I predict that this will become a staple of the vegan diet. I can't believe it hasn't been invented yet, it's that brilliant. I briefly tampered with the idea of pumpkin on a stick and calling it pumpdogs, but this is even better. I introduce to you: FRUMPKINS!
Here's what you need:
Oil/water/candy thermometer <-- if you plan on deep frying more than once a year, this is key. I've even found them at hardware stores for $2-3US
Fry basket (mesh strainer on a spoon) or tongs
Crapload of paper towels
Mixing bowl, measuring spoons, the usual
Crapload of oil
1/2 small pumpkin
2 tablespoons lemon juice
1 cup flour
1/2 teaspoon salt
1/2 teaspoon nutmeg
3/4 teaspoon coriander
3/4 teaspoon ground ginger
and now, for the secret ingredient that makes it all worth it....
1/2 cup flat beeeer! Not just any old beer. If you insist, use a vegan porter or a spicy pumpkin beer, but I found the super-dooper best flavor was au naturelle ROOT BEER, like from Jones, as a bonus, Jones gives a portion of sales from sugar-free soda to the American Diabetic Association. Ok, back to the recipe - I would imagine ginger beer would be tasty too, but then you should not use the ground ginger.
So first off, you need to glug glug glug, pour oil into the pot until it's about an inch deep. A saucepan might work, but definitely don't use a shallow pan because you don't want hot oil splashing over the sides. Put the heat at medium-low and clip the oil thermometer on the side of the pan so the tip is in the oil, but not touching the bottom. If you need, add more oil. You want it to get to the magic 365 degrees farenheit or 185 degrees celsius. If you're a dork, or poor, and don't have a thermometer, you wait until you the oil gets really shimmery and you can see it swirling. If it smokes, it's way too hot, you've ruined the molecular structure of the oil and have to start all over, so start low.
Now get to work drinking the beer because you only need 1/2 cup for the recipe and chopping up that half a pumpkin. The problem is that most pumpkin is thicker than one inch. Want you want to end up with is pieces that are 1/2-inch thin. I suggest peeling it and slicing into strips like melon wedges, then cutting into squares, triangles, whatever your little vegan heart desires, and then slicing those in half so that they're thin enough that the pumpkin will cook through when you fry the crap out of it. When finished, toss the pumpkin with the lemon juice and set aside to get juicy.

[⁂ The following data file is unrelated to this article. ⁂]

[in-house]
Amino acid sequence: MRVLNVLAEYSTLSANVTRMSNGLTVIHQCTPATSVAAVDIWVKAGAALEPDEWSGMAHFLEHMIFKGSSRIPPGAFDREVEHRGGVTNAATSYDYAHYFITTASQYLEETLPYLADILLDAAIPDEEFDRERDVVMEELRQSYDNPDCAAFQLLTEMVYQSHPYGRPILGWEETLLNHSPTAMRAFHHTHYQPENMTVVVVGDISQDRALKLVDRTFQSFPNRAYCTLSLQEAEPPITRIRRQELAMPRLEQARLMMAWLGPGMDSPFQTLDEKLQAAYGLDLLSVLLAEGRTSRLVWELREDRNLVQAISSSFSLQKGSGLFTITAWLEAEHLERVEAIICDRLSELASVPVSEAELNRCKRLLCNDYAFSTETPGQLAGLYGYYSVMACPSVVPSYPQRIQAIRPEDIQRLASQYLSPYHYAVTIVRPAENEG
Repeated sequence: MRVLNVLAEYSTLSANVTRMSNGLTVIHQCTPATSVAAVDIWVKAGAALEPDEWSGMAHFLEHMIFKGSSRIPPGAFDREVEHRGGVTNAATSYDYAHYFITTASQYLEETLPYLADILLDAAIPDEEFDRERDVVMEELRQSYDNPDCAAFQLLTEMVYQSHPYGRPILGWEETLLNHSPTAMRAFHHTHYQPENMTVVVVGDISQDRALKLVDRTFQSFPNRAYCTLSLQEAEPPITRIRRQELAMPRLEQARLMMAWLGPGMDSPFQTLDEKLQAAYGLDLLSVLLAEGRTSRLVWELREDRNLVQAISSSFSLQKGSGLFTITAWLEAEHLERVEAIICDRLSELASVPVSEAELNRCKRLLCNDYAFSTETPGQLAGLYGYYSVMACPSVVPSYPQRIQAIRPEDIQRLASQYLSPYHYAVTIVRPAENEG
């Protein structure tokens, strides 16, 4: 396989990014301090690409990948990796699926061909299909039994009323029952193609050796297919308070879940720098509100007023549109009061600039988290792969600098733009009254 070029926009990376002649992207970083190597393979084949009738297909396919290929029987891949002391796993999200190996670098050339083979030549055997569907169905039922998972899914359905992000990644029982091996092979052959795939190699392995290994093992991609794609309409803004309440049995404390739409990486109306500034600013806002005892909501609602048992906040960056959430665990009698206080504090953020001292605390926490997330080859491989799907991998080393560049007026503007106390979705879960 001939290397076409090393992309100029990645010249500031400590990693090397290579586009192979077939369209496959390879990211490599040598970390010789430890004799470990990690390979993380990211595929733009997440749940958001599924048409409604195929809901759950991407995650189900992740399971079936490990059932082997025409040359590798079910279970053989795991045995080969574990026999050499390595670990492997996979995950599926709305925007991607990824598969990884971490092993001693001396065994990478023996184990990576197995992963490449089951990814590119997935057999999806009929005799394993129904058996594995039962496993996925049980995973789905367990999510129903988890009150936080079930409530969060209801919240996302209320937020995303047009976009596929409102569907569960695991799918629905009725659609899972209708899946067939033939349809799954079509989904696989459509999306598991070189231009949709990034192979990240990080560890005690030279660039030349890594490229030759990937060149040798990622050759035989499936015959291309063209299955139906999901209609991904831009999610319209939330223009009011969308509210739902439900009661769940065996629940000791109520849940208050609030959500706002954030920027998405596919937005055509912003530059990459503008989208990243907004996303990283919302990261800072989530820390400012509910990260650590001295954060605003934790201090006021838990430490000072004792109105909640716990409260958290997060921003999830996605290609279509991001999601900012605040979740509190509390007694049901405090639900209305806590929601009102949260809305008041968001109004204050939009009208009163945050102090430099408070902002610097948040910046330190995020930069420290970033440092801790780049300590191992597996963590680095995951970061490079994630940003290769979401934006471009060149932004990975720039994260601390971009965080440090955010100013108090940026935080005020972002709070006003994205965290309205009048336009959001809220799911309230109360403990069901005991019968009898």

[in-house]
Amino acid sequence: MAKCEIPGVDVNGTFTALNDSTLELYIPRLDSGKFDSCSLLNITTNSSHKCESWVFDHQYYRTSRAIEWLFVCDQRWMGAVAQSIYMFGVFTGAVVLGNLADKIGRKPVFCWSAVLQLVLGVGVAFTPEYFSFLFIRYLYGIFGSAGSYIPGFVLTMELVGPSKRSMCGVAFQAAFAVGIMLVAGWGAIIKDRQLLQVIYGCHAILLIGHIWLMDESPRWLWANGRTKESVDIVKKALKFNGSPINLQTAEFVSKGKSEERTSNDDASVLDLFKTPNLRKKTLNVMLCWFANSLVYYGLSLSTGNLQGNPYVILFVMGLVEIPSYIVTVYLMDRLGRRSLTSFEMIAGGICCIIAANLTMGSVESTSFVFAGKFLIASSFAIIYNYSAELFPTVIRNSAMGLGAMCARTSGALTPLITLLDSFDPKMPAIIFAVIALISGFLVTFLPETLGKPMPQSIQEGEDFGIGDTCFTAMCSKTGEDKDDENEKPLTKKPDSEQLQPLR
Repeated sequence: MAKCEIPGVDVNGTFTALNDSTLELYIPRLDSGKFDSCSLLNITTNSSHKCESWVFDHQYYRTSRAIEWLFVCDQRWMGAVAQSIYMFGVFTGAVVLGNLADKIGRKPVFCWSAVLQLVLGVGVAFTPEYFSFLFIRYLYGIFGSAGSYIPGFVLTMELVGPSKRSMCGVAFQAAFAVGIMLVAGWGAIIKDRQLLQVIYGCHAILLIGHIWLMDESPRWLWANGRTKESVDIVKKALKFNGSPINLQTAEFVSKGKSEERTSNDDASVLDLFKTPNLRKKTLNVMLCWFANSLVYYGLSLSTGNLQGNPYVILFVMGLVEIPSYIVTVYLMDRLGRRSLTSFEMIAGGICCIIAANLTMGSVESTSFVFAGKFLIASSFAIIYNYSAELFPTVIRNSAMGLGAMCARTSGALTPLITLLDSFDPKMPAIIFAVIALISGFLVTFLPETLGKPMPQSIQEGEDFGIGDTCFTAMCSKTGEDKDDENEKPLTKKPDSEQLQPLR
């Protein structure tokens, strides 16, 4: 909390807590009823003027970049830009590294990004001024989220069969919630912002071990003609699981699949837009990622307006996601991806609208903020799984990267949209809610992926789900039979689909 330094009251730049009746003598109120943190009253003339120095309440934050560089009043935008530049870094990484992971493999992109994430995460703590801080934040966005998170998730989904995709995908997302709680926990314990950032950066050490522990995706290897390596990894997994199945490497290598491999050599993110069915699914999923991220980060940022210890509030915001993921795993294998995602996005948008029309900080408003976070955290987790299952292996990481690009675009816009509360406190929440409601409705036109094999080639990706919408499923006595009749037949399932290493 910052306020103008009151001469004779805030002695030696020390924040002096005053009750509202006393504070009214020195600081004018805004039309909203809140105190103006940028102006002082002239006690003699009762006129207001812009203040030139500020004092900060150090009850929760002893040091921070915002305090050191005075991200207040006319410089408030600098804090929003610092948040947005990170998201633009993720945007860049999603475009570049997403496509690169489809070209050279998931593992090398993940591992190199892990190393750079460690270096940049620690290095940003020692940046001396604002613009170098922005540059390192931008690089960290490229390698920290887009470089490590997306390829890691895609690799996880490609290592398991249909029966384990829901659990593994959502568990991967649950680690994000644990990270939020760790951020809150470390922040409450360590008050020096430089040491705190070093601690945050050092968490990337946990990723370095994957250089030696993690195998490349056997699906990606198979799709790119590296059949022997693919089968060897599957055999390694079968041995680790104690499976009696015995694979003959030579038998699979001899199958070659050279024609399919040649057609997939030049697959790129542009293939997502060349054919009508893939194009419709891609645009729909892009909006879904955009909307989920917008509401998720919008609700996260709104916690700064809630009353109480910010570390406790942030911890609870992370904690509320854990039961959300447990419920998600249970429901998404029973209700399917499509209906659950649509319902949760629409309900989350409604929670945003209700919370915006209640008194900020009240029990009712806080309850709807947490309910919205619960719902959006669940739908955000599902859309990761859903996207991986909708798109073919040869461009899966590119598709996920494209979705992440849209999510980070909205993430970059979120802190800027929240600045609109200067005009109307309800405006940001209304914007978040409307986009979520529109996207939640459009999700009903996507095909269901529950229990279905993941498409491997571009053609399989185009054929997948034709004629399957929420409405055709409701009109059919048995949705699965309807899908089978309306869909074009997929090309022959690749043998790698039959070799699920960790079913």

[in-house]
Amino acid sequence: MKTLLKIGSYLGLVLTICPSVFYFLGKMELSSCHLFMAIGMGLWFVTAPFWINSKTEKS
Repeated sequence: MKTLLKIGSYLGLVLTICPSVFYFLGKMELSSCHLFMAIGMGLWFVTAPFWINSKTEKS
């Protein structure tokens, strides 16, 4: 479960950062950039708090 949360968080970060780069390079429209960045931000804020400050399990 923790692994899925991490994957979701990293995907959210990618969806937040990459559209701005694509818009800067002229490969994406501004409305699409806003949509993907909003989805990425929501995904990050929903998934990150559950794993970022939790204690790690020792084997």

For the beer batter, mix all the dry ingredients together, then drizzle the oil on top. Measure out a half a cup of beer and if it's still fizzy and carbonated, just stir it for a few seconds to get the bubbles out. The texture should be thicker than pancake batter, and can be a little clumpy.
You can test the oil by dropping a small bit of batter in and see if it sinks and then rises while bubbly. If it looks good, get ready to cook about 4-5 frumpkins at a time. Drop them in the batter, swish 'em around until they're thickly coated, then gently place them in the oil. If it splatters like crazy, your oil's too hot, turn it down and wait - don't add more frumpkins for a few minutes - see my note about testing with a drop of batter above. Keep an eye on the little frumpkins 'cause they like to hang out in the same corner and end up stuck together. When they're a crunchy golden brown, fish 'em out with the basket or tongs, and place on paper towels on a plate. Cut the first one in half and taste to see if you need to adjust cooking time. Through intense testing, I've deduced that pieces about 2 inches square take roughly 4 minutes to cook give or take a few. Keep in mind that the frumpkins decrease the temperature of the oil, so you'll want to wait a minute between rounds to let it heat up again.
Now, whether you serve them hot as a breakfast, a dessert, or a freakishly tasty appetizer with toothpicks, you need a dipping sauce. This was not a dipping sauce contest, so I have not tried the following suggestions: molasses, thickened coconut milk, tamarind sauce, marmalade, applesauce, lemon juice & nutbutter, perhaps a tasting bar is in order. That's not a bad idea, these things taste sooo good,but if you actually have leftovers, I suggest warming them up the next day under a broiler or in a toaster oven. You will seriously eat these until you have frumpkins coming out your ears! You can thank me later - not right now, I'm busy frying up a midnight snack of rootbeer-battered FRUMPKINS!